NEA president says it’s time to renew our promise to children
WASHINGTON - March 03, 2010 -U.S. Secretary of Education Arne Duncan is scheduled to provide testimony before the House Education and Labor Committee on how strong and innovative education reforms can help rebuild the U.S. economy and restore America’s competitiveness. Secretary Duncan will discuss President Obama’s education agenda, including his budget proposal for Fiscal Year 2011, which calls for Congress to reauthorize the Elementary and Secondary Education Act.
NEA President Dennis Van Roekel issued the following statement prior to Secretary Duncan’s testimony:
“The 3.2 million members of the National Education Association are excited to hear Secretary Duncan’s proposals on how we can renew our promise to America’s children through the Elementary and Secondary Education Act.
“Educators must have a say in what it takes to improve low performing schools. It is important to examine the factors that contribute to low performing schools, like dated or ineffective curriculum, school safety or socio-economic challenges. When all education stakeholders are involved in the decision making process, it spells success for students. This combination of collective responsibility and collaborative thinking has a track record for yielding results that are positive for students and their schools.
“Great educators and education support professionals are the backbone of a great public school system. Any revision to our nation’s most important education law (ESEA) should renew our nation’s commitment to these professionals. NEA is committed to working with the Obama Administration and Congress to ensure that ESEA makes sense and works for America’s students. We look forward to Secretary Duncan’s testimony before the House Education and Labor Committee.”
Van Roekel pointed to the following examples of collaboration and transformation:
Denver, Colo. The Math & Science Learning Academy, a new, union-designed, teacher-led public school within the Denver Public School System that operates inside the Rishel Middle School, uses bilingual instruction to increase student interest in math and science—especially among Denver’s Hispanic population, who comprise 57 percent of its students. The K-2 academy, which is among the first of its kind, provides greater teacher autonomy that continues to positively impact student learning.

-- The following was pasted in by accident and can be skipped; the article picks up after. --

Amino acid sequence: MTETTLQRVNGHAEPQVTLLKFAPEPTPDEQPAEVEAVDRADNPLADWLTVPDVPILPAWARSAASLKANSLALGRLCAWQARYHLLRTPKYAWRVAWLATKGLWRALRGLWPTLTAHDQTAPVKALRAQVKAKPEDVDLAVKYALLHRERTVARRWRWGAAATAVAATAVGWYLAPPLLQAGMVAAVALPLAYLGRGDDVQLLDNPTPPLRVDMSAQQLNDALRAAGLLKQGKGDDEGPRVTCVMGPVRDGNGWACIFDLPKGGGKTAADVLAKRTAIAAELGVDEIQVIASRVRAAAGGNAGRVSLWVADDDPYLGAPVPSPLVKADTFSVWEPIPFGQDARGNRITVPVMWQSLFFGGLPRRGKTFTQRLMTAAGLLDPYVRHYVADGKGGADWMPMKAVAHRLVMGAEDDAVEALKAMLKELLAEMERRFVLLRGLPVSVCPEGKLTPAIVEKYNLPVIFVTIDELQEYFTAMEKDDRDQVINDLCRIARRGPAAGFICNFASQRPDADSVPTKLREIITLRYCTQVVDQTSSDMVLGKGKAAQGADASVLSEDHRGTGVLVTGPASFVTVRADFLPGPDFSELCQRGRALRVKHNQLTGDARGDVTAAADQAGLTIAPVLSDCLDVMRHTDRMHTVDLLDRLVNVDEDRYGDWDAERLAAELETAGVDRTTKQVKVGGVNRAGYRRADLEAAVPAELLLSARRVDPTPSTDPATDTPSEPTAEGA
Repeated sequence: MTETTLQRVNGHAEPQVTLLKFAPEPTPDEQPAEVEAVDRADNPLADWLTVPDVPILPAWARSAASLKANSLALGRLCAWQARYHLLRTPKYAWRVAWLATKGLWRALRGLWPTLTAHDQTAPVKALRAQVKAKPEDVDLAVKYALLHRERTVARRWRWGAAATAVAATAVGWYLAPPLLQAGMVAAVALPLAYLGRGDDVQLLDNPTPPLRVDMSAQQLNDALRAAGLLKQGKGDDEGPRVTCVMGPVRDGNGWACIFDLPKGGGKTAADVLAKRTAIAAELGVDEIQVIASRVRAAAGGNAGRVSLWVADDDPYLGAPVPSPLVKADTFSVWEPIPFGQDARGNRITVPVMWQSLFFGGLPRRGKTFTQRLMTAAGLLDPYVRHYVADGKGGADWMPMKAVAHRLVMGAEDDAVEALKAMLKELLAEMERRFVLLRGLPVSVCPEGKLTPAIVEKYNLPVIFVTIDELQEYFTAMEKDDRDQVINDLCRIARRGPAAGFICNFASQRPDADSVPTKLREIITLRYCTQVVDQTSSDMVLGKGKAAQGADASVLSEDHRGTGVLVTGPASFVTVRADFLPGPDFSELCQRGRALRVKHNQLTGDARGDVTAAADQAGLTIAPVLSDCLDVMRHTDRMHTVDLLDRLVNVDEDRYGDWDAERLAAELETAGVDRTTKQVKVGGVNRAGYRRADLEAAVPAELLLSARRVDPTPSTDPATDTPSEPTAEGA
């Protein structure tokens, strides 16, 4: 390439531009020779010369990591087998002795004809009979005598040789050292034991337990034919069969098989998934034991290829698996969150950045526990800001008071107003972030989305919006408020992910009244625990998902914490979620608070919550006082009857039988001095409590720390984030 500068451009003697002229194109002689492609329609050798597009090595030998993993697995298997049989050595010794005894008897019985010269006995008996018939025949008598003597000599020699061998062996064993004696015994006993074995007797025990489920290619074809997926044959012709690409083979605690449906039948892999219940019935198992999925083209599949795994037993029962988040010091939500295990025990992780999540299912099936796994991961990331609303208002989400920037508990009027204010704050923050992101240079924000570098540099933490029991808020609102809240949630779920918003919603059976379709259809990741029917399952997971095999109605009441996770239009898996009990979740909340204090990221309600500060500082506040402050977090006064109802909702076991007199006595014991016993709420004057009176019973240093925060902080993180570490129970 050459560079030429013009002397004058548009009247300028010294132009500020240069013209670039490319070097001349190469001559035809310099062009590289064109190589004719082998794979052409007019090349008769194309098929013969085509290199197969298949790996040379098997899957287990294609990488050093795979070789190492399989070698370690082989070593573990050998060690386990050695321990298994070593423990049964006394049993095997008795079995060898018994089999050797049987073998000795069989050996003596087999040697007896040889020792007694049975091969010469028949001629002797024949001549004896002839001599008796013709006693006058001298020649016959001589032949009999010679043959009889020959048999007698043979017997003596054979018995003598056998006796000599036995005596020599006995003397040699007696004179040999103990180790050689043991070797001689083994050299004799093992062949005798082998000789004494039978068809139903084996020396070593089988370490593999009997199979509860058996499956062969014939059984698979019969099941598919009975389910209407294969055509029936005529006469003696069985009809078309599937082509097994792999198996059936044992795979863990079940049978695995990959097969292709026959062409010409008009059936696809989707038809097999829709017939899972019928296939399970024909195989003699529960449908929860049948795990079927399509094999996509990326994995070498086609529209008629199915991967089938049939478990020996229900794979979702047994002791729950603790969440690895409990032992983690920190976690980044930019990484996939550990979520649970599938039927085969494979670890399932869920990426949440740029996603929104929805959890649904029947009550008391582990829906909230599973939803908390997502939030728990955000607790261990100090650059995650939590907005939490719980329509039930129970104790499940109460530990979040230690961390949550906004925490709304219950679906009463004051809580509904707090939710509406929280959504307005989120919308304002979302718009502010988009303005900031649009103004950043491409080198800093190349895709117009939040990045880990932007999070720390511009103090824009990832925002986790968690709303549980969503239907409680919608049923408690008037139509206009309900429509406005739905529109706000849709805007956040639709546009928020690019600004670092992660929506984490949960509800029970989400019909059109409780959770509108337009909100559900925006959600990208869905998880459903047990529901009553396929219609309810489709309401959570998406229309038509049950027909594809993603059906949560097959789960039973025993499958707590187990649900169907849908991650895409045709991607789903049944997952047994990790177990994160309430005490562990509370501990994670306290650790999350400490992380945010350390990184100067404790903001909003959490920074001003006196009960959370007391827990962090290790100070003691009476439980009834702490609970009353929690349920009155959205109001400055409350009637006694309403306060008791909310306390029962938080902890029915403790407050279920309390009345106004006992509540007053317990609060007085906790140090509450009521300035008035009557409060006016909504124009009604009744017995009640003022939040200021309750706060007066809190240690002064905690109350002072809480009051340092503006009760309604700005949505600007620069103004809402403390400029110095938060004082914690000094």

Bridgeport, Conn. During the 2008-09 school year, student test scores significantly improved in all grades at the Longfellow School, a community-based school in the city’s West End. The school also reduced the percentage of below-proficient students by 10 percent from the previous year. One reason for the significant boost in student test scores was the work teachers and parents did with a team from the University of Connecticut’s Neag School of Education, which collected and analyzed data for the school. As a result, the school focused on four priorities to close the achievement gaps: student reading scores, best practices, student behavior (positive behavior support), and working to improve the school’s physical plant.
Oklahoma City, Okla. Suffering from high dropout rates, Putnam City West High School struggled to get its Hispanic students to pass the state graduation exam in reading. When the school held its first-ever Noche de Padres Hispános, or Hispanic Family Night, just a few dozen parents showed up. Fast forward two years later. Because of an energetic partnership between educators and community members, parental involvement has increased, and educators are better able to identify the reasons for low test scores. As a result, the achievement gaps are beginning to close at the school. Last year, 77 percent of Hispanic students passed the state English II assessment, and the number of graduating Hispanic seniors rose by nearly 70 percent.
For more examples of innovative collaboration, visit NEA's Priority Schools web site.
The National Education Association is the nation’s largest professional organization, representing 3.2 million elementary and secondary teachers, higher education faculty, education support professionals, school administrators, retired educators and students preparing to become teachers.
CONTACT: Staci Maiers, (202) 822-7823 or (202) 270-5333, firstname.lastname@example.org